Note: This column appears in the Wednesday, Feb. 28 newspaper on Page A3.
The year was 1839, and humanity learned it could harness the power of the sun. Alexandre Edmond Becquerel found that certain elements can produce electricity after exposure to sunlight, dubbing this phenomenon the photovoltaic effect.
A few years later in 1876, this theory was put into practice when William Grylls Adams and his student, Richard Evans Day, found that selenium and platinum reacted together when exposed to sunlight. This showed that energy could be produced from the sun’s rays without the aid of a mechanically-driven machine.
These discoveries sparked advancements in solar technology, eventually resulting in the solar panel.
But how does a solar panel produce watts upon watts of energy without even moving?
The glossy solar panels you see in deserts, rooftops and hills actually consist of much smaller, interconnected units called photovoltaic cells (or PV cells).
These PV cells also consist of smaller parts: two layers of conductive material (normally silicon).
Our first layer, the “n-type,” is dipped in phosphorus and is surrounded by electrons. The bottom layer of the cell is called the “p-type” layer. It is dipped in boron and thus carries fewer electrons than the top layer (giving it a positive charge).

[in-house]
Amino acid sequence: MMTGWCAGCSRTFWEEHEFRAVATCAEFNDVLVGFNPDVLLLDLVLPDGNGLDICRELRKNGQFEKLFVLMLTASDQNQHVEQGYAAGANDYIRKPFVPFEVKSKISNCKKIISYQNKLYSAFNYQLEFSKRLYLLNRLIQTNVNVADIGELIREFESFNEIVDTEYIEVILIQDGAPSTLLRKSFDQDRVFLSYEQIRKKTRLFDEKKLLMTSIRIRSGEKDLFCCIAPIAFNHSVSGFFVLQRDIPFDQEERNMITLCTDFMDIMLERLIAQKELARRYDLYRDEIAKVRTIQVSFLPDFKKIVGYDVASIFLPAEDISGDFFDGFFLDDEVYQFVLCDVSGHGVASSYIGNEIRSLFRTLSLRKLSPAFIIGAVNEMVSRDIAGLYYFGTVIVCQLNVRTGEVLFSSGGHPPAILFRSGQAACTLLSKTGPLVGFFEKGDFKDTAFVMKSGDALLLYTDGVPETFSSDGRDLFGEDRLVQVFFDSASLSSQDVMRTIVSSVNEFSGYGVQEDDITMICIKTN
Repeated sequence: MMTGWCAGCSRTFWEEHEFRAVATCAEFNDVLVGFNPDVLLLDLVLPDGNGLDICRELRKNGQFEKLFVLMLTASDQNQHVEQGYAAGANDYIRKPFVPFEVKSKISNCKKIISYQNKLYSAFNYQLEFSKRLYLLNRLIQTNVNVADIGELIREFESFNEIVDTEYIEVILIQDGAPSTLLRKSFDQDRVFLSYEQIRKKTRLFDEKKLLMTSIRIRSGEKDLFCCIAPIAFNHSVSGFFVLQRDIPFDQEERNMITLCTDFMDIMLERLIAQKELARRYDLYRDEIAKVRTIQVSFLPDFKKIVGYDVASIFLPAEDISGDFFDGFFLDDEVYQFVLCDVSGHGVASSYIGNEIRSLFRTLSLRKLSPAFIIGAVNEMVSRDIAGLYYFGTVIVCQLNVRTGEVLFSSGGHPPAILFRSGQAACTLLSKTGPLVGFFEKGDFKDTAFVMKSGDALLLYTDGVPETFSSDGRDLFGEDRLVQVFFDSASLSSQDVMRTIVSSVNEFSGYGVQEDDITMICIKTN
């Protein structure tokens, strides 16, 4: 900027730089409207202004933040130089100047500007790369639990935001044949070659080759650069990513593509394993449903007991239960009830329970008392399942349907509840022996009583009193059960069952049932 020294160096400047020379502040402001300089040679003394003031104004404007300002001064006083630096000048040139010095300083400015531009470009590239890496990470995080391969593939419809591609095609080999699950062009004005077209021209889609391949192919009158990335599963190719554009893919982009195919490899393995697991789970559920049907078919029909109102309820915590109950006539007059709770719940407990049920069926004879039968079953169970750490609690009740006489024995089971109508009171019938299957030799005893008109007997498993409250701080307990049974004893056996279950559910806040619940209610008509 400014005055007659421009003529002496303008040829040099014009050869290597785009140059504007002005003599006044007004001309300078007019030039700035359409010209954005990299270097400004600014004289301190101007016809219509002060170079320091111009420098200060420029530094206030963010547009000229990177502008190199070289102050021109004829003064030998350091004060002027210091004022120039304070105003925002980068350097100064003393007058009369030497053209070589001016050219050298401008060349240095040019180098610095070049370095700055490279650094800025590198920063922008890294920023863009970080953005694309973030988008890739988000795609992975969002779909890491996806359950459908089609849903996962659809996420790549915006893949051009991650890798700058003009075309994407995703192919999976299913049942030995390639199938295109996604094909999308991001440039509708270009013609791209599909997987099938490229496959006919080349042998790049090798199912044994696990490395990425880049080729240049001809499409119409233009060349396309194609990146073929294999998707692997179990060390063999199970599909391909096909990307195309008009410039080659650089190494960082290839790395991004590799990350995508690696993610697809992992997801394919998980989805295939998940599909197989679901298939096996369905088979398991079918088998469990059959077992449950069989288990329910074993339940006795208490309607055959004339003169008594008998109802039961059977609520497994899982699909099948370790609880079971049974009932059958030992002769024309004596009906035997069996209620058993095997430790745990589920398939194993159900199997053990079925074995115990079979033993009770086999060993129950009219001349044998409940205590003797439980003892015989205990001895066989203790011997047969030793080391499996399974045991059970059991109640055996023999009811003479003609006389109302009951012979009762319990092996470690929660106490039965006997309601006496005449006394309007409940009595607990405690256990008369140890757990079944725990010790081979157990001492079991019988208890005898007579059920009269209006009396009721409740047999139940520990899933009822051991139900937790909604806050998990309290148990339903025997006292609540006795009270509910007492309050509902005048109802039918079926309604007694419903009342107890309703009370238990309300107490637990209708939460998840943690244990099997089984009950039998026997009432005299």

Here’s a mini-science lesson: opposites attract. Electrons carry a negative charge, and they want to travel to places that have positive charges. They float and can essentially be “knocked loose” by other particles.
The space between the p-type and n-type layers is called the P-N junction. Adventurous electrons will flow from the two layers, creating an electric field.
Photons are particles of sunlight; they have the power to disrupt the electric field. Photons force out electrons and take up space in the P-N junction. Displaced electrons fly away from the two layers and travel down a wire connected to the PV cell.
Boom! You are now the proud owner of an electric current.
All of the cells generate power as the sun’s ray hit them; during certain times of the day, sunshine will be more intense and direct; thus, more power can be produced.
Just 18 days of sunshine globally could produce the same amount of energy as all of the planet’s reserves of coal, oil and natural gas, according to the Union of Concerned Scientists.